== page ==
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Private Regulation and the Internal MarketSports, Legal Services, and Standard Setting in EU Economic Law$
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Mislav Mataija

Print publication date: 2016

Print ISBN-13: 9780198746652

Published to Oxford Scholarship Online: May 2016

DOI: 10.1093/acprof:oso/9780198746652.001.0001

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The Relationship of Free Movement and Competition Law

The Relationship of Free Movement and Competition Law

Chapter:
(p.114) IV The Relationship of Free Movement and Competition Law
Source:
Private Regulation and the Internal Market
Author(s):

Mislav Mataija

Publisher:
Oxford University Press
DOI:10.1093/acprof:oso/9780198746652.003.0004

Chapter IV addresses the overlap between competition and free movement law, raised most frequently by cases of private regulation. The two sets of rules are complementary, but their underlying assumptions have diverged and there are growing differences in the relevant enforcement mechanisms and remedies. The chapter discusses whether the rules should converge or if, alternatively, they should be strictly separated. Instead, the CJEU’s strategy has been to treat them as two clearly distinct legal tests that can apply simultaneously. While this approach increases complexity and the likelihood of error, the chapter broadly agrees with it, but argues that the Court has not been sufficiently consistent. In particular, hybrids and shortcuts, such as equating a violation of one set of rules with a violation of the other, should be avoided because they may mislead national courts and because of the differences in the institutional set-up and remedies.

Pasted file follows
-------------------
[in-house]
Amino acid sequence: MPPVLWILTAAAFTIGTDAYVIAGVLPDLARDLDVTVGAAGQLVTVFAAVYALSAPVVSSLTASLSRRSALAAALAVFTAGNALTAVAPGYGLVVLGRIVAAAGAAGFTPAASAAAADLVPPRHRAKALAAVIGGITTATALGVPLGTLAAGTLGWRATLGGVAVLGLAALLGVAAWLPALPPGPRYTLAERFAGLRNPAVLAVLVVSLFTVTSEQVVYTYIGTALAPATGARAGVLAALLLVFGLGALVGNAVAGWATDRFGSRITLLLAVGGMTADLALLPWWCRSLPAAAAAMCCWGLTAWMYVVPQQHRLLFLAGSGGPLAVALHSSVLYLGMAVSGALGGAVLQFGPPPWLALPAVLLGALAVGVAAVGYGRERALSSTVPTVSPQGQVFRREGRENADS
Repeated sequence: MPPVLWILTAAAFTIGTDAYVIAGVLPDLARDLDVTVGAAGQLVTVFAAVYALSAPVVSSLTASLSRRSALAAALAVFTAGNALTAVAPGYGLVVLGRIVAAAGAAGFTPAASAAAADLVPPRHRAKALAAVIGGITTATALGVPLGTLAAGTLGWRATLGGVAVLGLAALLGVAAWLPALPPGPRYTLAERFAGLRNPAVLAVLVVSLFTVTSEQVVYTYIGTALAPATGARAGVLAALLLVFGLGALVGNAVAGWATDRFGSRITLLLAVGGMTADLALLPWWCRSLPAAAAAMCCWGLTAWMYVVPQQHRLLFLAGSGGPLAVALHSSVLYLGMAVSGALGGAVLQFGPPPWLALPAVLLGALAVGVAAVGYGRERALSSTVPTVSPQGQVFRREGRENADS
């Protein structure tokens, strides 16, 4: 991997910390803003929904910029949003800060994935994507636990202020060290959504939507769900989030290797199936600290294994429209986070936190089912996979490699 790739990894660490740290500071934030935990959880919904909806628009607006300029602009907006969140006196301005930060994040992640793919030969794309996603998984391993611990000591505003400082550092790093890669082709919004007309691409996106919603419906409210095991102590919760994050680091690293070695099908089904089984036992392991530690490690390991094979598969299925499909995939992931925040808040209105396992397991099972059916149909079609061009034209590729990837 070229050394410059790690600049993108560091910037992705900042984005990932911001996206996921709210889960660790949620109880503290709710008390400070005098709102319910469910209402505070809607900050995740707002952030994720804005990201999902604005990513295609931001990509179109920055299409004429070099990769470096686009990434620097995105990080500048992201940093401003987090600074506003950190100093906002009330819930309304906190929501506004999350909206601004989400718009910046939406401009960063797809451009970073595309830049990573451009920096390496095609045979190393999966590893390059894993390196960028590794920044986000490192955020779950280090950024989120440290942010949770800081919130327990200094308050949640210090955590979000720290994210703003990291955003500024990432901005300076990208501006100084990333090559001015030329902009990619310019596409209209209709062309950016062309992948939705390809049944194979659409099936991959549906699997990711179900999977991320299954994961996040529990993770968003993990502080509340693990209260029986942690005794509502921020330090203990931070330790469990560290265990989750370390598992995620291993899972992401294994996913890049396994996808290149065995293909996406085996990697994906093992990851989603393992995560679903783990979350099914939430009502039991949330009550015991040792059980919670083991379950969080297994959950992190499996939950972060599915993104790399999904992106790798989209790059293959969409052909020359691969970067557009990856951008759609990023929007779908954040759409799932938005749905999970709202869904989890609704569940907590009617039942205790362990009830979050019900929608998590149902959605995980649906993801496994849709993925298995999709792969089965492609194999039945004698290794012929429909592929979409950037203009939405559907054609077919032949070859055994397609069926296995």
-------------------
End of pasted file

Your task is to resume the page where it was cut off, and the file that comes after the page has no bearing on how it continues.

Keywords:   free movement and competition, overlap, convergence, conflict, market integration, error costs, doctrinal differences, differences in remedies, institutional design

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